Cocaine, a highly addictive stimulant, is a commonly abused drug in the United States. Many people are attracted to cocaine for the quick, euphoric high the drug provides. This high, however, is also relatively short. Users typically begin to feel the effects of cocaine within minutes, and depending on how the drug is ingested, may continue to feel this high anywhere from 5 minutes to an hour.
Once this fast-acting high wears off though, that does not mean the cocaine has completely left the body. In fact, depending on certain factors, cocaine can stay in your system anywhere from 1 – 4 days and possibly even longer if used chronically or in large doses. Once cocaine has left the system, certain drug tests may still be able to detect cocaine usage for up to 90 days and sometimes even a year.
If there’s a concern that you or a loved one may be struggling with cocaine abuse or addiction, it’s important to know how long the drug stays in the system. This can be useful knowledge if you’re considering entering a rehabilitation center for treatment or are helping monitor a friend or family member who is currently recovering from cocaine addiction.
How long does cocaine stay in your system?
Like all drugs, cocaine is metabolized by the body. When talking about metabolizing cocaine, people will usually refer to the drug’s half-life. The half-life is the time required for the amount of cocaine in the body to be reduced by half. Cocaine is metabolized by the body fairly quickly and is reported to have a half-life of six hours. This means that after the last use of cocaine, half of it will be removed from the body within six hours (typically through urine and feces). It will take another six hours for half of what’s left to be eliminated from the body. This pattern continues until the cocaine is completely gone.
Metabolizing cocaine is not one-size-fits-all
Once you stop using cocaine, the length of time that cocaine stays in your system will vary based on several factors, such as:
- The amount of cocaine most recently ingested. Higher doses of cocaine will take longer to leave the system.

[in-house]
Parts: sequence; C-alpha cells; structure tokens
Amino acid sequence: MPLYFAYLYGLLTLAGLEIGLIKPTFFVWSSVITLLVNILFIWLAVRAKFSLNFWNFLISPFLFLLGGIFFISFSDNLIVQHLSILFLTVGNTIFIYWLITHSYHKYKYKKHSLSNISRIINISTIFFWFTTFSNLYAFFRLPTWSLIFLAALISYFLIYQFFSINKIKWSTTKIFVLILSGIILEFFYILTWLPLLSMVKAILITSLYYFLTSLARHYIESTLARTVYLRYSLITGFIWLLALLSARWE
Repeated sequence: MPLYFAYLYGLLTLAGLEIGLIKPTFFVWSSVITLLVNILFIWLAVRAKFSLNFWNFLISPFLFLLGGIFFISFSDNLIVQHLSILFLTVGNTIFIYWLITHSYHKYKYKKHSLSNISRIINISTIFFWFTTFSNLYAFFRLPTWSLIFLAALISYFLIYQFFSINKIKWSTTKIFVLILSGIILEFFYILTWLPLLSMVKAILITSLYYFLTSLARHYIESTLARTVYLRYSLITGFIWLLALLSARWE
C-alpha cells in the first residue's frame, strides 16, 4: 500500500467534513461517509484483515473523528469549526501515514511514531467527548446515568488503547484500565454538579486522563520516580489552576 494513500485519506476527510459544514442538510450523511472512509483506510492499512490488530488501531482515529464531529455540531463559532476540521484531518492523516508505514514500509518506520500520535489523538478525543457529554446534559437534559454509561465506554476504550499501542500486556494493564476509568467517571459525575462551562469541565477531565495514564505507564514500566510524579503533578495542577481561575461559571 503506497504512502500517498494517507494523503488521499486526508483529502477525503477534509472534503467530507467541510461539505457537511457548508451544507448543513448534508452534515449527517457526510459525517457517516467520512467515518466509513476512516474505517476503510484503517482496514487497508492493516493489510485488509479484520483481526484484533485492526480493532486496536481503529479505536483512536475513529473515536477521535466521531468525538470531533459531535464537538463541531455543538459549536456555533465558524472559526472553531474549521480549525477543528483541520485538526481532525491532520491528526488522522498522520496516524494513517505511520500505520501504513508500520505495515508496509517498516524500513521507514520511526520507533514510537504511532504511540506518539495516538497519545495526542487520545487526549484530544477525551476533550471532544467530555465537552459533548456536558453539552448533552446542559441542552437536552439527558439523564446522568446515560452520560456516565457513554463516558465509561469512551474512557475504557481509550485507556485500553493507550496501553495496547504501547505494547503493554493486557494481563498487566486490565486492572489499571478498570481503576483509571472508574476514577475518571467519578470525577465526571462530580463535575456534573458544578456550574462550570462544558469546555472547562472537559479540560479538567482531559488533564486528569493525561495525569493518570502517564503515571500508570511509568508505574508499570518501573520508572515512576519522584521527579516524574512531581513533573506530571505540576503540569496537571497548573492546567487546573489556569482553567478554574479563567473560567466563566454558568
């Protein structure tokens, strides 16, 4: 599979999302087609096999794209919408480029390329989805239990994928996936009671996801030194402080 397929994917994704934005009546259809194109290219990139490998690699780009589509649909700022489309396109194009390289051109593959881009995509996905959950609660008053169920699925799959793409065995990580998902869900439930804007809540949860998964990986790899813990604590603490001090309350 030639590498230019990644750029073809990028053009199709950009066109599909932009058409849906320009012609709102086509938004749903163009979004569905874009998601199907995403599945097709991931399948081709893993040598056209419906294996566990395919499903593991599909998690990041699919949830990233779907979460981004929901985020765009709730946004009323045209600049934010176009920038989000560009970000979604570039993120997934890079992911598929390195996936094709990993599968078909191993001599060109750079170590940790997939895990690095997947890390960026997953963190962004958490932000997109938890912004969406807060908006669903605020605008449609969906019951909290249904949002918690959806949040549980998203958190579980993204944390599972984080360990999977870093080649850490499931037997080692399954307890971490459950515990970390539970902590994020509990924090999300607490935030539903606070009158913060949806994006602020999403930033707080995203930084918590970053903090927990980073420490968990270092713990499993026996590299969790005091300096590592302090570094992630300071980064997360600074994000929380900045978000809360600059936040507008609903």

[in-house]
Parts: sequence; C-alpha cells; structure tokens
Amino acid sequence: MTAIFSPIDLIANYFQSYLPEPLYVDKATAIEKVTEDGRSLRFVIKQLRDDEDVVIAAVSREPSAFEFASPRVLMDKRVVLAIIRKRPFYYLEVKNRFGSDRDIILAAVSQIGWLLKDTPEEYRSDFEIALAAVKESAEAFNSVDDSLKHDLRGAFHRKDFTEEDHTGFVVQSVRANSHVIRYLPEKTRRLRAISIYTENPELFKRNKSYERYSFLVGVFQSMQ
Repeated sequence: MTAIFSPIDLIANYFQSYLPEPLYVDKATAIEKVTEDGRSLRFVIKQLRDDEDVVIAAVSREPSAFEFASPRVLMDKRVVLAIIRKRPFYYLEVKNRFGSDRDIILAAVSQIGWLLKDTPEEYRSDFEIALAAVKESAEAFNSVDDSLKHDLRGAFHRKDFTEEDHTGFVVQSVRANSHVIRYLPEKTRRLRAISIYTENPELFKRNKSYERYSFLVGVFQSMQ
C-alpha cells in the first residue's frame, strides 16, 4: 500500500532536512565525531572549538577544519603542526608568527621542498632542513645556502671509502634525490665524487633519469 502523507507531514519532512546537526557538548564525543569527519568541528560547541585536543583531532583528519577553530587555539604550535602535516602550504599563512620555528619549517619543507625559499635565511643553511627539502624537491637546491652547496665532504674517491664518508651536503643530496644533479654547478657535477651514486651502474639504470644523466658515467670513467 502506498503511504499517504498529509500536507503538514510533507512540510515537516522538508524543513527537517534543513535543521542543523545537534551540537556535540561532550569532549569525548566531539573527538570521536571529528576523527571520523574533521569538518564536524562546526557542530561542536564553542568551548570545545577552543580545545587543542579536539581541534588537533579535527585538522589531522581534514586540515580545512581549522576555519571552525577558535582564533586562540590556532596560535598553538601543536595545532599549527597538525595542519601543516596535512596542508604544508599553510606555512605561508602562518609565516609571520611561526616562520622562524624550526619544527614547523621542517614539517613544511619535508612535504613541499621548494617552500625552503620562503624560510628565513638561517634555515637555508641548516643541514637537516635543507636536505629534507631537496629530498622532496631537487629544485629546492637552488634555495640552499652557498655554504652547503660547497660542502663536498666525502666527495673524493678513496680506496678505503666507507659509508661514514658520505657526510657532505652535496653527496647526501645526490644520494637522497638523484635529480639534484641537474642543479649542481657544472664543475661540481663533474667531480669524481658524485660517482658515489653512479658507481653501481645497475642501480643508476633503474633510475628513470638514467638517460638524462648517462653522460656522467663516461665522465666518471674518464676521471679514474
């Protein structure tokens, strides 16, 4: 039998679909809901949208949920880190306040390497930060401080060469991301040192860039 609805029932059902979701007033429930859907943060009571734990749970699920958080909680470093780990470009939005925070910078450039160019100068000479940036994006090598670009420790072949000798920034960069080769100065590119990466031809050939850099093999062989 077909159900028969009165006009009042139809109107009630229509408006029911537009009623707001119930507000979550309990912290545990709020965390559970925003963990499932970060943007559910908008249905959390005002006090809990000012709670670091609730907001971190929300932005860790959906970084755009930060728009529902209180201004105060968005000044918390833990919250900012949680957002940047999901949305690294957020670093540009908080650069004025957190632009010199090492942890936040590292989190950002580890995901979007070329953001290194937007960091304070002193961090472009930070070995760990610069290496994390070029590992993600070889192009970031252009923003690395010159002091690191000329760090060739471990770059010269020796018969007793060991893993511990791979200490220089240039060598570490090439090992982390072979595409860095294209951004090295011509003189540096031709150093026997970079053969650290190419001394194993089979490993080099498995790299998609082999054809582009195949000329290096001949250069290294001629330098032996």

- Chronic versus intermittent use. For chronic cocaine users, the drug tends to remain in the system for a longer length of time. This is due to the fact that, after repeated use, cocaine will begin to be stored in the body’s fatty tissues.
- Body mass. Your body mass affects how quickly you metabolize cocaine. Because individuals with more body fat have more fat cells (and cocaine is a fat soluble drug), those with a higher body fat percentage will metabolize cocaine more slowly.
- Age. Metabolisms tend to slow down as we age. Consequently, cocaine typically will remain in the system longer for older individuals.
- Overall health. Since cocaine is metabolized with the help of the liver and kidneys, those suffering from liver or kidney disease will metabolize the drug more slowly.
- Level of regular physical activity. Those who are more active tend to have a higher metabolic rate, meaning cocaine will be metabolized more quickly.
- Mixing cocaine with alcohol. When cocaine usage is combined with drinking alcohol, cocaine will take longer to be metabolized. This is due to the fact that when cocaine and alcohol are mixed, a metabolite called cocaethylene is formed by the liver and can stay in the body fives times as long as cocaine by itself.
- Purity of the drug. It’s not uncommon for cocaine to be mixed or “cut” with other substances such as flour, cornstarch, or talcum powder to increase profits for the dealer. The greater the purity of the drug, the longer it will remain in your system.